NICE recommends avelumab as treatment for adults with locally advanced or metastatic urothelial cancer

The National Institute for Health and Care Excellence (NICE) has recommended a new treatment for patients with locally advanced or metastatic urothelial cancer. The treatment, avelumab, will benefit over 800 patients with locally advanced or metastatic urothelial cancer.

The draft guidance recommends avelumab – also known as Bavencio and made by Merck Serono – as maintenance treatment for adults with locally advanced or metastatic urothelial cancer that has not got worse after platinum-based chemotherapy.

According to research, avelumab increases people’s life-span as well as the length of time before their disease worsens, compared with best supportive care.

Avelumab is also a monoclonal antibody which attaches to a specific protein in the body known as PD-L1 – this works by binding to the PD-L1 protein and blocks its effect. It also allows the immune system to attack tumour cells.

The recommended dose of this treatment is 800mg, every two weeks and is administered intravenously through a drip over a one hour period.

Urothelial cancer is a type of bladder cancer, and is three to four more times more common in men than women. Approximately one in 50 men and one in 133 women will be diagnosed with bladder cancer in their lifetime. Most of the cases occur in people who are over 60, and the main risk factor for bladder cancer is increasing age. Smoking also increases the risk as well.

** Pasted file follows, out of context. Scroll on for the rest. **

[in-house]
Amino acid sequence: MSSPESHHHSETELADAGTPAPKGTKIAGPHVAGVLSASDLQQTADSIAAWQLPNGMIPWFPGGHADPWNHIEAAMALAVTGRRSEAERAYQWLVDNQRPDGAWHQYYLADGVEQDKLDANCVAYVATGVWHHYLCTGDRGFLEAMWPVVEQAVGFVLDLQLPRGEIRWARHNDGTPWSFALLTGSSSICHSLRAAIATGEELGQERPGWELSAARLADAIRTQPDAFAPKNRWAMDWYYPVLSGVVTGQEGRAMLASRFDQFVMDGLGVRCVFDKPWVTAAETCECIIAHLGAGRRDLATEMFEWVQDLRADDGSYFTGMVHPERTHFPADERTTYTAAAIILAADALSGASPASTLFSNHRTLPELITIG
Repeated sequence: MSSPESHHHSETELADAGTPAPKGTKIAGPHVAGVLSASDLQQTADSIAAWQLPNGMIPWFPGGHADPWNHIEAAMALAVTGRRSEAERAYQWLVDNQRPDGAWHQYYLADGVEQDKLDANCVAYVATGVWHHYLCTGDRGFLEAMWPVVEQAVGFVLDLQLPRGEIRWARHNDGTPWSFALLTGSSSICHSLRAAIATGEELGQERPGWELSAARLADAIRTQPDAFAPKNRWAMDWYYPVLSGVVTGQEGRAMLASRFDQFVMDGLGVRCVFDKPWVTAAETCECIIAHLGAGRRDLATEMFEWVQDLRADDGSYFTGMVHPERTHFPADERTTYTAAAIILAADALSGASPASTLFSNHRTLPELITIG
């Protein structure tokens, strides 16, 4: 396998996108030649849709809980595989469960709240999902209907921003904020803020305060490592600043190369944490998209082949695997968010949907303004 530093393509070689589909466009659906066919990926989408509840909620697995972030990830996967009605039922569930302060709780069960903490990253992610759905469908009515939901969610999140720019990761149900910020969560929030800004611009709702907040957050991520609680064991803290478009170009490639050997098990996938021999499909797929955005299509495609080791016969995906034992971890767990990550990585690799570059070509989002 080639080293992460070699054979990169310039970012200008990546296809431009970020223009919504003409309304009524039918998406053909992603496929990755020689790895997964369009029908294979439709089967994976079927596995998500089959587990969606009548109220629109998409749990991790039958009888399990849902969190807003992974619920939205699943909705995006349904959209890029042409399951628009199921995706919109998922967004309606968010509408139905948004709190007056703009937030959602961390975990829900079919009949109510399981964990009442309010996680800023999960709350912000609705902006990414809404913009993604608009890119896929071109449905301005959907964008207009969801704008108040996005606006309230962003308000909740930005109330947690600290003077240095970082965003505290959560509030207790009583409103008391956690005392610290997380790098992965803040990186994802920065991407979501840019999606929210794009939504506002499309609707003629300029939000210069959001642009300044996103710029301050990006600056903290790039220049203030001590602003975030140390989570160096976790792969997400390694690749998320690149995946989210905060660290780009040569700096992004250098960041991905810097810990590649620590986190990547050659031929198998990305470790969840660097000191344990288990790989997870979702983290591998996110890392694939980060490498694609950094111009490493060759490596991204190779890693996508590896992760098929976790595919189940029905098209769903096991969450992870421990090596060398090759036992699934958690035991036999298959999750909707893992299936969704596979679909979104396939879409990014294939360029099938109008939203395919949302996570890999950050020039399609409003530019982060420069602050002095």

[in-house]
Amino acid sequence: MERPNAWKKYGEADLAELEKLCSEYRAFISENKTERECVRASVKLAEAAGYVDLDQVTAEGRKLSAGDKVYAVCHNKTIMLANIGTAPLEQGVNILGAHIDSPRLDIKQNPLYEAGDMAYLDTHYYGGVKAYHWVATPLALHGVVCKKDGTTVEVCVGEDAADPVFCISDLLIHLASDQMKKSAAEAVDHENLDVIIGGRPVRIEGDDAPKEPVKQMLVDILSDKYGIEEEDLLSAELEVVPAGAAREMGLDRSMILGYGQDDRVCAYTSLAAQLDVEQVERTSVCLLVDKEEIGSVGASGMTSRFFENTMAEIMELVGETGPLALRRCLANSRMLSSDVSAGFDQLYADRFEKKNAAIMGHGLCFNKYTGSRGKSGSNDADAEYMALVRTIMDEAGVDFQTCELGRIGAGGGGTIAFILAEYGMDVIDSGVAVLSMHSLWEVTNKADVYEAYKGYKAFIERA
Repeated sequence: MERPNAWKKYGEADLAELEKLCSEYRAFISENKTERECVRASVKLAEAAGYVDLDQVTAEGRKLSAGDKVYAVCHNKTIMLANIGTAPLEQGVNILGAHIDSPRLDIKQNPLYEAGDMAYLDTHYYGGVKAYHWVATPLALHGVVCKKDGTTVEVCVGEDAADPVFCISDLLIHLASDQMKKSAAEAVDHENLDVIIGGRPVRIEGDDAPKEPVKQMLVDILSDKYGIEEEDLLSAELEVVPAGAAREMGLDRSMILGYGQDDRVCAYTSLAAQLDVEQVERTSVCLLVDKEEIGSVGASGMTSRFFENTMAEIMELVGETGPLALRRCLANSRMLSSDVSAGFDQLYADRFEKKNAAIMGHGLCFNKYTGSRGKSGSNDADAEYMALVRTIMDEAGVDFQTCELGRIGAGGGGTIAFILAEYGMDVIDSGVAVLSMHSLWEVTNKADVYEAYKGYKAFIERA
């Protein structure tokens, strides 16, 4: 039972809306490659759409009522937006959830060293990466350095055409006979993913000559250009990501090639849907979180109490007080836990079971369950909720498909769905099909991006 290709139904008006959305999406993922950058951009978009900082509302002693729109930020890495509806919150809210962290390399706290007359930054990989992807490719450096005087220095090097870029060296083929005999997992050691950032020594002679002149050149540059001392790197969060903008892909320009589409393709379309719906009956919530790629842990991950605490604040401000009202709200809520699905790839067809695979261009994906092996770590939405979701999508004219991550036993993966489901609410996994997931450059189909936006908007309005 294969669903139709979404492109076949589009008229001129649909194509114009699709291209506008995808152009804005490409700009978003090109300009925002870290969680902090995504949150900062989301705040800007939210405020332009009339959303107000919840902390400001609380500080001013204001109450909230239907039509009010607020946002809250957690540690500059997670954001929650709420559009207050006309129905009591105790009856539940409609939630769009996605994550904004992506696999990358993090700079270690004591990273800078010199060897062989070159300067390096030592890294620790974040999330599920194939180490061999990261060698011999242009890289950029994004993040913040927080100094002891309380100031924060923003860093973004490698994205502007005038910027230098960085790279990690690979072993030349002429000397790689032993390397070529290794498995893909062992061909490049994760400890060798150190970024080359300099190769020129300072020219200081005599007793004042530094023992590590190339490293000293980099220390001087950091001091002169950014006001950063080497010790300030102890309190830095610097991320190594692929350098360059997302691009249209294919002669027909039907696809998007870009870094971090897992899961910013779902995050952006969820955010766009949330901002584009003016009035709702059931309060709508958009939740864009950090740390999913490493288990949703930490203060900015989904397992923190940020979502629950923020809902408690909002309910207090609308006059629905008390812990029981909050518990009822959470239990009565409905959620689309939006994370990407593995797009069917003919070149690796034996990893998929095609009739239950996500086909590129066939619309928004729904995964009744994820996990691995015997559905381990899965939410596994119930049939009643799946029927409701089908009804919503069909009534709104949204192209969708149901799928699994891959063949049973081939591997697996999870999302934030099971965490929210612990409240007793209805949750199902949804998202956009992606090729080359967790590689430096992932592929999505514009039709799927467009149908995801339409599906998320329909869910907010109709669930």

Helen Knight, interim director for medicines evaluation at NICE, commented: “People with locally advanced or metastatic urothelial cancer often have a poor quality of life and a poor prognosis. Avelumab is a promising drug which has the potential to extend life.”

She added: “The committee recognised there are few treatments available to people with this form of cancer, many of whom have to wait until their disease gets worse before they are able to have immunotherapy or further courses of chemotherapy.”